skip to main content

This content will become publicly available on August 23, 2022

Title: Mitigation of Scheduling Violations in Time-Sensitive Networking using Deep Deterministic Policy Gradient
Time-Sensitive Networking (TSN) is designed for real-time applications, usually pertaining to a set of Time-Triggered (TT) data flows. TT traffic generally requires low packet loss and guaranteed upper bounds on end-to-end delay. To guarantee the end-to-end delay bounds, TSN uses Time-Aware Shaper (TAS) to provide deterministic service to TT flows. Each frame of TT traffic is scheduled a specific time slot at each switch for its transmission. Several factors may influence frame transmissions, which then impact the scheduling in the whole network. These factors may cause frames sent in wrong time slots, namely misbehaviors. To mitigate the occurrence of misbehaviors, we need to find proper scheduling for the whole network. In our research, we use a reinforcement-learning model, which is called Deep Deterministic Policy Gradient (DDPG), to find the suitable scheduling. DDPG is used to model the uncertainty caused by the transmission-influencing factors such as time-synchronization errors. Compared with the state of the art, our approach using DDPG significantly decreases the number of misbehaviors in TSN scenarios studied and improves the delay performance of the network.
Award ID(s):
2146968 1646458
Publication Date:
Journal Name:
FlexNets '21: Proceedings of the 4th FlexNets Workshop on Flexible Networks Artificial Intelligence Supported Network Flexibility and Agility
Page Range or eLocation-ID:
32 to 37
Sponsoring Org:
National Science Foundation
More Like this
  1. Providing end-to-end network delay guarantees in packet-switched networks such as the Internet is highly desirable for mission-critical and delay-sensitive data transmission, yet it remains a challenging open problem. Due to the looseness of the deterministic bounds, various frameworks for stochastic network calculus have been proposed to provide tighter, probabilistic bounds on network delay, at least in theory. However, little attention has been devoted to the problem of regulating traffic according to stochastic burstiness bounds, which is necessary in order to guarantee the delay bounds in practice. We propose and analyze a stochastic traffic regulator that can be used in conjunctionmore »with results from stochastic network calculus to provide probabilistic guarantees on end-to-end network delay. Numerical results are provided to demonstrate the performance of the proposed traffic regulator.« less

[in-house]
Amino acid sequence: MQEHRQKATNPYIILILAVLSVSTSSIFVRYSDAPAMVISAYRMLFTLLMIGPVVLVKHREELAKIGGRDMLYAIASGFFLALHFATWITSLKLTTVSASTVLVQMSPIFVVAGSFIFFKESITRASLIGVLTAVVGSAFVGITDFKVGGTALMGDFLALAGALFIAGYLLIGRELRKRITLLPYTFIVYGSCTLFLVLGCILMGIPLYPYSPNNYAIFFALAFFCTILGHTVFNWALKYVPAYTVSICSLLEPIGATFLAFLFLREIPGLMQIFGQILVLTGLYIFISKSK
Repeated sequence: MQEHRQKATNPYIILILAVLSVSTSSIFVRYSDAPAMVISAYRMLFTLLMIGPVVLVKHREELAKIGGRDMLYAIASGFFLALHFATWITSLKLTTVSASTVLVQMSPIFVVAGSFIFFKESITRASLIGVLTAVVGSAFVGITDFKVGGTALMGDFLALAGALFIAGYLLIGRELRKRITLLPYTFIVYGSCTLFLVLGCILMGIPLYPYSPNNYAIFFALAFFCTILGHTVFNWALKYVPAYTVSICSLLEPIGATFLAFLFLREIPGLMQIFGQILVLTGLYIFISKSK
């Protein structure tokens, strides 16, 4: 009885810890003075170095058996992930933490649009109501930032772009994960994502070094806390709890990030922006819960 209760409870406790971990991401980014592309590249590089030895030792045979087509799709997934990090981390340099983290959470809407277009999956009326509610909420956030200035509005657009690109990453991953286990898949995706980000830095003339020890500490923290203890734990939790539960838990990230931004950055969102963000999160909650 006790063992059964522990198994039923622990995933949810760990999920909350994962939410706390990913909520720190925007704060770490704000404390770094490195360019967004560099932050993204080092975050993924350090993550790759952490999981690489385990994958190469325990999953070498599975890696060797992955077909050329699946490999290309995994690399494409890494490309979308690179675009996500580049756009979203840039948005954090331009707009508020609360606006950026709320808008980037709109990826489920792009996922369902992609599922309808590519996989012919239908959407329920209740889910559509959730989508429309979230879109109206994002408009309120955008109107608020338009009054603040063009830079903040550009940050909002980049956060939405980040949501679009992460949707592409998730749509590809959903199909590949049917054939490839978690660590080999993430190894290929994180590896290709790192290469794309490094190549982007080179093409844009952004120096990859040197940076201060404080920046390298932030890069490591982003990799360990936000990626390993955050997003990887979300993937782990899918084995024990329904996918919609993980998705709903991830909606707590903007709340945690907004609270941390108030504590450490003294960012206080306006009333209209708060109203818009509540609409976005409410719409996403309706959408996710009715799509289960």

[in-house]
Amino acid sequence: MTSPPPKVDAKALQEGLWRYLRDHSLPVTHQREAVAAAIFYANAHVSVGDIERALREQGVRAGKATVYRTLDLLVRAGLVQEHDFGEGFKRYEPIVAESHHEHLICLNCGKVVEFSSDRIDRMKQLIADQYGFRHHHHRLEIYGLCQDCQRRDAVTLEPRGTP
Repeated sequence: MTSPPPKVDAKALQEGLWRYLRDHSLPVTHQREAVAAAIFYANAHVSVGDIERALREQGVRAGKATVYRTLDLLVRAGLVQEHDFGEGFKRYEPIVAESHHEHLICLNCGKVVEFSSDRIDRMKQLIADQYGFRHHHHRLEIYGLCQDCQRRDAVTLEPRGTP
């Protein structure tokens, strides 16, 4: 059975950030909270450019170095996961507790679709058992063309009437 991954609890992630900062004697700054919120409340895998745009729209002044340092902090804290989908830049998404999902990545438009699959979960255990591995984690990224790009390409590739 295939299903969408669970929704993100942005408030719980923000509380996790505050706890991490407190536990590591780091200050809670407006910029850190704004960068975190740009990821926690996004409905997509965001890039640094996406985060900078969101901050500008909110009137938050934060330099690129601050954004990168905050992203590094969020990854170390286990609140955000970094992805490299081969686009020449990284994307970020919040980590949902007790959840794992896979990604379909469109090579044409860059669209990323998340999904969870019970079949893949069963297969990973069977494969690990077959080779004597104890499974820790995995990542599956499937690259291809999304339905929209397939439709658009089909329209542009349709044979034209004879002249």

2. We consider an LTE downlink scheduling system where a base station allocates resource blocks (RBs) to users running delay-sensitive applications. We aim to find a scheduling policy that minimizes the queuing delay experienced by the users. We formulate this problem as a Markov Decision Process (MDP) that integrates the channel quality indicator (CQI) of each user in each RB, and queue status of each user. To solve this complex problem involving high dimensional state and action spaces, we propose a Deep Reinforcement Learning based scheduling framework that utilizes the Deep Deterministic Policy Gradient (DDPG) algorithm to minimize the queuing delaymore »experienced by the users. Our extensive experiments demonstrate that our approach outperforms state-of-the-art benchmarks in terms of average throughput, queuing delay, and fairness, achieving up to 55% lower queuing delay than the best benchmark.« less